You guessed it: smartphones are the new target. Here are some tips to help organizations recognize and plug up attack surfaces.
The pervasive use of mobile devices today has made mobile security a key concern.
With the push for remote-working accelerated by the pandemic, employees are increasingly accessing corporate data from their mobile devices, making organizations’ data more vulnerable to breaches.
According to Evan Dumas, Regional Director, Southeast Asia, Check Point Software Technologies, researchers at Check Point have been observing an enormous rise in the number of attacks and data breaches that are coming in through the mobile. With that, he offers some of the key findings and associated advice for countering the risks:
- Fake pandemic/vaccine-related mobile applications
Since the very beginning of the COVID-19 pandemic, we have seen an uptick in the number of fake applications being created around the fear and anxiety over the global health crisis.
Some of the mobile malware include Mobile Remote Access Trojans (MRATs), Banker Trojans, and Premium Dialers that spread through apps that claim to offer coronavirus-related information and help. Check Point researchers discovered 16 different malicious apps, all masquerading as legitimate coronavirus-related apps. These apps contain a range of malware focused on stealing users’ sensitive information or generating fraudulent revenues from premium-rate services. It is important to note that none of the malicious apps were available through an official app store.
Organizations are urged to reiterate this danger regularly to their mobile workforce. Since most of us access corporate emails and other company assets from our mobile devices, an info-stealer installed on the device that steals credentials could be the starting point of an attack on the corporate network. Organizations need to take steps to ensure that employees do not download any app that does not come from a legitimate source.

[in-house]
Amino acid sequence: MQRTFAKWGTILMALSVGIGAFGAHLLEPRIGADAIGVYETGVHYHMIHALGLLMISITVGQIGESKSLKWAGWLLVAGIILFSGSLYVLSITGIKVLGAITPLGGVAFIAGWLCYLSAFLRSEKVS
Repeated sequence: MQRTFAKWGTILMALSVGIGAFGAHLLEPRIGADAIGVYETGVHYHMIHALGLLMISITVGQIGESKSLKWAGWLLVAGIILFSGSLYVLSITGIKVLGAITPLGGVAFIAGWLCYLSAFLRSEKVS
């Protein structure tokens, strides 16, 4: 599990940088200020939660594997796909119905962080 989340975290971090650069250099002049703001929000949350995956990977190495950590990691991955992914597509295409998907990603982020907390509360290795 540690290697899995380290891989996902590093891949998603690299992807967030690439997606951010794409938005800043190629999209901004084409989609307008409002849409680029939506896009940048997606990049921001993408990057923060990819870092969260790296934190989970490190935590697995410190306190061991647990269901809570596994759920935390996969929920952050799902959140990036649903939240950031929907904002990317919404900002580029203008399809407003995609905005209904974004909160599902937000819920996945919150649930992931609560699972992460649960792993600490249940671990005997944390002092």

- Mobile devices tainted from Day One
It is not just what you click on or download—mobile phones cyber risks can be built in and hidden in the device itself just waiting for someone to exploit it. Already over 400 vulnerabilities have been found in one of the biggest Digital Signal Processor (DSP) chip manufacturers: Qualcomm Technologies that are used in over 40% of the mobile phones on the market, including Google, LG, Xiaomi, OnePlus, and more.
The vulnerabilities within the DSP chip can turn the phone into a perfect spying tool, without the need for any user interaction. Information that can be leaked from the phone include photos, videos, call recordings, real-time microphone data, GPS and location data.
Attackers may be able to render the mobile device constantly unresponsive, and the malware can completely hide its activities and become unremovable.
- Ransomware goes mobile
Computer-based ransomware attacks have caused tremendous damage to organizations and private assets around the world. The truth is, ransomware has been evolving fast and taking over the mobile world too.
One such example is the Black Rose Lucy malware. Originally discovered in September 2018 by Check Point, Lucy is a Malware-as-a-Service (MaaS) botnet and dropper for Android devices. Earlier this year, the firm found an evolved Lucy containing new ransomware capabilities can take control of victims’ mobile devices, making various changes and installing new malicious applications. They were distributed mainly through social media linked and instant messaging applications.
Further, ransomware itself has already evolved into double extortion attacks. Organizations could pay the attacker’s ransom demand in hopes that the promised decryption keys are delivered, but who can ever trust cybercriminals to keep their word?
- Corporate Mobile Device Management (MDM) malware distribution
Using corporate MDM to distribute malware is a phenomenon that was first seen in the wild. Check Point recently discovered a new Cerberus variant in action, targeting a multinational conglomerate.
What was shocking about this variant was that the malware was distributed through the company’s MDM server, and it compromised over 75% of the company’s devices.
Due to the extent of this malware’s capabilities, the company decided to ‘factory-reset’ all devices, deleting all content from hundreds of employees’ devices. This shows the importance of understanding the difference between managing and securing mobile devices.
While MDM offers an easy way to manage mobile devices, security cannot be automatically guaranteed, and sometimes the core feature might also be its core weakness.
The danger is real, and the potential damage is great. The above threats and recommendations underscore how important it is for organizations to be alert to mobile risks and have visibility into these threat spaces.